Friday, September 29, 2006

How's the economy, stupid? 

The third quarter comes to a close today, and it you heard or read the testimony of Council of Economic Advisors chair Ed Lazear yesterday, you'd've heard a pretty upbeat assessment, as you might have guessed.
What distinguishes this period from the past is that recent large and unanticipated increases in energy prices have consumed much of the strong nominal wage growth. Workers� paychecks have gone up, but they have had to use a portion of that increase for higher costs of energy such as gasoline and heating fuel. The increase in the price of gasoline and oil products has been one of the most notable changes in our economy during the past year. The period from August of 2005 until August of 2006 witnessed a 22 percent increase in the price of crude oil, and a 32 percent rise in the price of gasoline. High energy prices strain family and business budgets, but throughout this period the economy exhibited resiliency and continued to grow at a rapid pace. Indeed, real growth for the first half of this year averaged about 4 percent on an annualized basis. Since the beginning of August, we have experienced substantial declines in the price of gasoline and crude oil. Gasoline prices have dropped 21 percent since early August, and the price of crude oil has gone from a high of $77 per barrel down to $61 now. This is positive news for two reasons. First, it suggests that inflation rates will moderate as we move forward, and so high nominal wage growth such as we have seen in the recent past will translate into real additional buying power for the typical American worker. Second, lower energy prices are a positive force in growing the economy.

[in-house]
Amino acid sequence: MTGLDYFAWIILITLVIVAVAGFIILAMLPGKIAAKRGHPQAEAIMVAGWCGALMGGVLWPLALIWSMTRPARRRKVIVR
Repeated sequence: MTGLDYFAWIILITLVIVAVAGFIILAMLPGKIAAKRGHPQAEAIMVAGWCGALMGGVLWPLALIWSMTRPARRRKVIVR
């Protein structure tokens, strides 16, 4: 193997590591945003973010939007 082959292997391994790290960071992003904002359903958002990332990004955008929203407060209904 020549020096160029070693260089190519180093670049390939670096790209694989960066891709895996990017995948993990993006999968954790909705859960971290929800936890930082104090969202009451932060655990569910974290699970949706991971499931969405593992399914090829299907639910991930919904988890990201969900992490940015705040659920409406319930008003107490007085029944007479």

As I noted yesterday, GDP might be 3% higher today if we didn't have a tripling of the price of oil, which would increase the amount of money people earn.

How much of this growth can be ascribed to the Bush Administration? A new report from the Heritage Foundation report suggests that the Administration has made "two steps forward, one step back" in both cutting taxes and increasing the size of government. Two excerpts quantify that.

[T]ax cuts can promote growth if policymakers reduce mar�ginal tax rates on productive behav�ior. The 2003 tax cut was very successful in this regard, reducing tax rates on working, saving, and investing. Key provisions included:
  1. Immediately implementing the lower income tax rates that were approved in 2001 but were not scheduled to take effect until 2004 and 2006. This dropped the top tax rate from 38.6 percent to 35 percent and reduced other tax rates by similar amounts.
  2. Reducing the double taxation of dividends from a maximum of 38.6 percent to 15 percent. This provision significantly reduced the tax penalty on new investment and lowered the tax code�s bias in favor of debt-financed investment over equity-financed investment.
  3. Reducing the double taxation of capital gains from a maximum of 20 percent to 15 percent. Like the dividend provision, this reduced the tax penalty on new investment and lowered the tax code�s bias in favor of debt-financed investment.


Since 2001, the burden of government spending has increased by 2 percentage points of GDP. ...[T]his spending increase is hinder�ing economic performance. Small reductions in the rate of growth may make only a slight difference in the short run. For instance, the IMF study implies that recent spending increases since 2001 have reduced annual growth by 0.1 percent. However, the cumulative effect of even minor differences in growth can have a significant long-run impact on living standards. Indeed, if annual growth is 0.1 percent slower�e.g., 2.0 percent instead of 2.1 percent�total economic output after 30 years would be significantly lower, akin to a reduction in economic output today of $2,740 per household.
On balance the negative effects become more troubling if the tax cuts are not extended. The talk of balancing the budget you hear from Democratic challengers is little more than a call for tax increases, which would undo the one good thing the Bush administration has done with fiscal policy, while leaving the extra spending in place. New programs only would make matters worse.